7. Schandalik R, Gatti G, Perucca E. Pharmacokinetics of silybin in bile following administration of silipide and silymarin in cholecystectomy patients. Arzneimittelforschung. 1992;42:964-968.
  8. Barzaghi N, Crema F, Gatti G, et al. Pharmacokinetic studies on IdB 1016, a silybin-phosphatidylcholine complex in healthy human subjects. Eur J Drug Metab Pharmacokinet. 1990;15:333-338.
  9. Gordon A, Hobbs DA, Bowden DS et al. Effects of Silybum marianum on serum hepatitis C virus RNA, alanine aminotransferase levels and well-being in patients with chronic hepatitis C. J Gastroenterol Hepatol. 2006;21:275-80.
  10. Angulo P, Patel T, Jorgensen RA et al. Silymarin in the treatment of patients with primary biliary cirrhosis with a suboptimal response to ursodeoxycholic acid. Hepatology. 2000;32:897-900.
  11. Torres M, Rodriguez-Serrano F, Rosario DJ et al. Does Silybum marianum play a role in the treatment of chronic hepatitis C? P R Health Sci J. 2006;23:69-74
  12. Huseini HF, Larijani B, Heshmat R et al. The efficacy of Silybum marianum (L.) Gaertn. (silymarin) in the treatment of type II diabetes: a randomized, double-blind, placebo-controlled, clinical trial. Phytother Res. 2006 Oct 30. [Epub ahead of print]
  13. Kroll DJ, Shaw HS, Oberlies NH. Milk thistle nomenclature: why it matters in cancer research and pharmacokinetic studies. Integr Cancer Ther. 2007;6:110-119.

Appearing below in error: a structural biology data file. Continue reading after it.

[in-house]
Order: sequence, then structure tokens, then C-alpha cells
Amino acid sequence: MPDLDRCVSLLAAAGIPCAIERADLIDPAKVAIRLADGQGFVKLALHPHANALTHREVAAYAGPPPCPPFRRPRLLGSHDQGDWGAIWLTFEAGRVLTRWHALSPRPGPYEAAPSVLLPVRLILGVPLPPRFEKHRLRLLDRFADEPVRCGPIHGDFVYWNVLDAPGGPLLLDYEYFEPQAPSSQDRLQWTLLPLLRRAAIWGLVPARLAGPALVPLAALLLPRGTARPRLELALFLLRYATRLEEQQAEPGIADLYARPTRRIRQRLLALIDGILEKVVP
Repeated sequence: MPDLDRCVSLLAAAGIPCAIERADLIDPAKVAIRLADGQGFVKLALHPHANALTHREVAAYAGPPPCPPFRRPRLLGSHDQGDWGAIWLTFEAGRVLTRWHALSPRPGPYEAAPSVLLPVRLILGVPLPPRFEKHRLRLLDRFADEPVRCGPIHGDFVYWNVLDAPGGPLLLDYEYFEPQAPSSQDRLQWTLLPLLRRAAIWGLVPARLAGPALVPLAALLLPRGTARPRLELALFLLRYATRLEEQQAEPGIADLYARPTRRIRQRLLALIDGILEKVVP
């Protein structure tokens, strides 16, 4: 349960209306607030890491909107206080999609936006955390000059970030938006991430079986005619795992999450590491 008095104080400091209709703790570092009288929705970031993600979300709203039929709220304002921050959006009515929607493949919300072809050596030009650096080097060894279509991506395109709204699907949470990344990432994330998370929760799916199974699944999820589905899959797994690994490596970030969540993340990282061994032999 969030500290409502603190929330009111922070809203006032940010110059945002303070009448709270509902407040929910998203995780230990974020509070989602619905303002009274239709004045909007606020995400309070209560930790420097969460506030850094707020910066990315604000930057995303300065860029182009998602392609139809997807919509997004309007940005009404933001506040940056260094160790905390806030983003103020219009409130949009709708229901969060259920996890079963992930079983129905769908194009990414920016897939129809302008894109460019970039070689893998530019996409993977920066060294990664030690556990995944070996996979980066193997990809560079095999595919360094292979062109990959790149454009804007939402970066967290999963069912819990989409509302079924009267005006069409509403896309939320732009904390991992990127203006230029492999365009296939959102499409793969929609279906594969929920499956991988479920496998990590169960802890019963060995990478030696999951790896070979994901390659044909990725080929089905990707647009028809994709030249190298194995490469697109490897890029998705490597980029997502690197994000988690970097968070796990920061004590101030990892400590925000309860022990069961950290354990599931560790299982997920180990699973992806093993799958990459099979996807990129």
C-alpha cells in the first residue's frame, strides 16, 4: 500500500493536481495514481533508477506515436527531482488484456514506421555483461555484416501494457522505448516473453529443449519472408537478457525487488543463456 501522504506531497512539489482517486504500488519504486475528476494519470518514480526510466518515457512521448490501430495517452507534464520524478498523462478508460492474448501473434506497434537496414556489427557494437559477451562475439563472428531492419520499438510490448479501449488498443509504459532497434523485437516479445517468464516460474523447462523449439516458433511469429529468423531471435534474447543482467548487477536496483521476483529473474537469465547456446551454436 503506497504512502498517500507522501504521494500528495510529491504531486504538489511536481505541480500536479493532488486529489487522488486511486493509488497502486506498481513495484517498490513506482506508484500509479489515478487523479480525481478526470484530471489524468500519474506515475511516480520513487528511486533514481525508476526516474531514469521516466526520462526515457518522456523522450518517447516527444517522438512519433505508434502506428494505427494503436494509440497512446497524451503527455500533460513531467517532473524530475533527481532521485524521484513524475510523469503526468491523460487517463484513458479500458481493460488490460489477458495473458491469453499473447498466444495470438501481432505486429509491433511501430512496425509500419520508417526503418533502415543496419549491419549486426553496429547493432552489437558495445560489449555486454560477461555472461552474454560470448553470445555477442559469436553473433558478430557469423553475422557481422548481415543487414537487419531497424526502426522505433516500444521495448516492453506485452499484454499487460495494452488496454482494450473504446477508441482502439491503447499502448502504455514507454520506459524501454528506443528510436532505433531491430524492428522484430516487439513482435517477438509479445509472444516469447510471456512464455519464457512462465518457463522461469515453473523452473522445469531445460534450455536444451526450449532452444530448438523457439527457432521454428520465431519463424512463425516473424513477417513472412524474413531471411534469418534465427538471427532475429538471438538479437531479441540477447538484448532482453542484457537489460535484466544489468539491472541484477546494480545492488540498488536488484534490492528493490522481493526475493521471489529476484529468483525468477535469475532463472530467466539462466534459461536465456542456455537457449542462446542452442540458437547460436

14. Rambaldi A, Jacobs B, Gluud C. Milk thistle for alcoholic and/or hepatitis B or C virus liver diseases. Cochrane Database Syst Rev. 2007;CD003620.
  15. Berardesca E, Cameli N, Cavallotti C, et al. Combined effects of silymarin and methylsulfonylmethane in the management of rosacea: clinical and instrumental evaluation. J Cosmet Dermatol. 2008;7:8-14.
  16. Saller R, Brignoli R, Melzer J, et al. An updated systematic review with meta-analysis for the clinical evidence of silymarin. Forsch Komplement Med. 2008;15:9-20.


  1. Awang D. Milk thistle. Can Pharm J. 1993;126:403-404.
  2. Albrecht M, Frerick H, Kuhn U, et al. Therapy of toxic liver pathologies with Legalon [in German]. Z Klin Med. 1992;47:87-92.
  3. Adverse Drug Reactions Advisory Committee. An adverse reaction to the herbal medication milk thistle ( Silybum marianum ). Med J Aust. 1999;170:218-219.
  4. Giannola C, Buogo F, Forestiere G, et al. A two-center study on the effects of silymarin in pregnant women and adult patients with so-called minor hepatic insufficiency [in Italian]. Clin Ther. 1985;114:129-135.
  5. Kim DH, Jin YH, Park JB, Kobashi K. Silymarin and its components are inhibitors of beta-glucuronidase. Biol Pharm Bull. 17(3):443-5.